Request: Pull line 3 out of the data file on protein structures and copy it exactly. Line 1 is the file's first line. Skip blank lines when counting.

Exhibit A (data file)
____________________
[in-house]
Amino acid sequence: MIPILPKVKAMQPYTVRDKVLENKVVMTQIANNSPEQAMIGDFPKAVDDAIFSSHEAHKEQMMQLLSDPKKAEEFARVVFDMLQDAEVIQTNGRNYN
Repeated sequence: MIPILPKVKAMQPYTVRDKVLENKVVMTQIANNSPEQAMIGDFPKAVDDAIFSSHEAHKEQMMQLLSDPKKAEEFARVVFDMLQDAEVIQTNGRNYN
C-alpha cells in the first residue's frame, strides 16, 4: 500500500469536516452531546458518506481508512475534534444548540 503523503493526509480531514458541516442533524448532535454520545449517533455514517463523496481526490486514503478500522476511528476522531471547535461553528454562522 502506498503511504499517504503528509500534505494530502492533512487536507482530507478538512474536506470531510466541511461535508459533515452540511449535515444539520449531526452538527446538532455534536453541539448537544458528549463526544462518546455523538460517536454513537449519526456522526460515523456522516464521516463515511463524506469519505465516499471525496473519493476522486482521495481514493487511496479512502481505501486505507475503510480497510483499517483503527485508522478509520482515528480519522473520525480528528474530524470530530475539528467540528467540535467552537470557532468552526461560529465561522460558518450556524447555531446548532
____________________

Repeated sequence: MIPILPKVKAMQPYTVRDKVLENKVVMTQIANNSPEQAMIGDFPKAVDDAIFSSHEAHKEQMMQLLSDPKKAEEFARVVFDMLQDAEVIQTNGRNYN